CRG 51/13-14: Negotiating guilty pleas: an empirical analysis

Across Australian criminal jurisdictions, the most frequent method of case finalisation is not a contested trial, but through the accused entering a plea of guilty. Within this context, negotiated guilty pleas have taken on a more prominent and significant role in the delivery of modern day ‘justice’. This report provides an empirical account of current plea negotiation practices in the state of Victoria, including documenting the frequency of plea negotiations, identifying the different forms of plea negotiation and common resolution outcomes, and discussing the processes involved in reaching an agreement.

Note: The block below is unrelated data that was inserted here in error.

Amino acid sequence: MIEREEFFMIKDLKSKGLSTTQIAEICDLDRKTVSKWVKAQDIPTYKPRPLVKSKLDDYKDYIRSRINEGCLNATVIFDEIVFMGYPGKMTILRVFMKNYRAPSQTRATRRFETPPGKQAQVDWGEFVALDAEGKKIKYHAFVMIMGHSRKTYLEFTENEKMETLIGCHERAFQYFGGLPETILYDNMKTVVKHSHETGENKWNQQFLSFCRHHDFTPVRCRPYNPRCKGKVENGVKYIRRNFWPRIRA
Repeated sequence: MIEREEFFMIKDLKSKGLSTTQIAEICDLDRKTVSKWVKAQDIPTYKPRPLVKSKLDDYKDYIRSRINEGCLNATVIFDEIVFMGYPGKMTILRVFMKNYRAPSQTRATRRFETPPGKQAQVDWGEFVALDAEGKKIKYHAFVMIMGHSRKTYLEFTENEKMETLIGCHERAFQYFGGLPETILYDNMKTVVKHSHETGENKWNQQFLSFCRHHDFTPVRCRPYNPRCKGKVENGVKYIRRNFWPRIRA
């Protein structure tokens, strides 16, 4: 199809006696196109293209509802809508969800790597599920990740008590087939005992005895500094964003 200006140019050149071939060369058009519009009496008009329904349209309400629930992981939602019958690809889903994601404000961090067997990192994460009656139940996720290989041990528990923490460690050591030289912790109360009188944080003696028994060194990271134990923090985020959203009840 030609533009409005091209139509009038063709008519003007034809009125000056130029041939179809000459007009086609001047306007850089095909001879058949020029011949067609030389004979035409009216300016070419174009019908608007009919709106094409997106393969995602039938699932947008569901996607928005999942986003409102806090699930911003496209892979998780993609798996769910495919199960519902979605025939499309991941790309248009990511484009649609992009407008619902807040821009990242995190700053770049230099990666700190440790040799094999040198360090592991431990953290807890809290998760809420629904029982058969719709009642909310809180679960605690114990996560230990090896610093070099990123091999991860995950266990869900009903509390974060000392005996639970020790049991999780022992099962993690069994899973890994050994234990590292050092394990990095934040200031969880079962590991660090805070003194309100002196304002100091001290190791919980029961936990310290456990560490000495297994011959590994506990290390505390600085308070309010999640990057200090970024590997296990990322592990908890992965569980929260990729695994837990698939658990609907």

The study involved the development of a dataset of negotiated guilty pleas through a comprehensive mixed qualitative and quantitative analysis of Victoria Legal Aid (VLA) de-identified case files that had resolved by guilty pleas; conducting 48 qualitative, in-depth interviews with police prosecutors, Office of Public Prosecutions (OPP) solicitors, Crown prosecutors, defence practitioners (VLA employees and those in private practice) and judicial officers; as well as carrying out consultations with key legal stakeholders.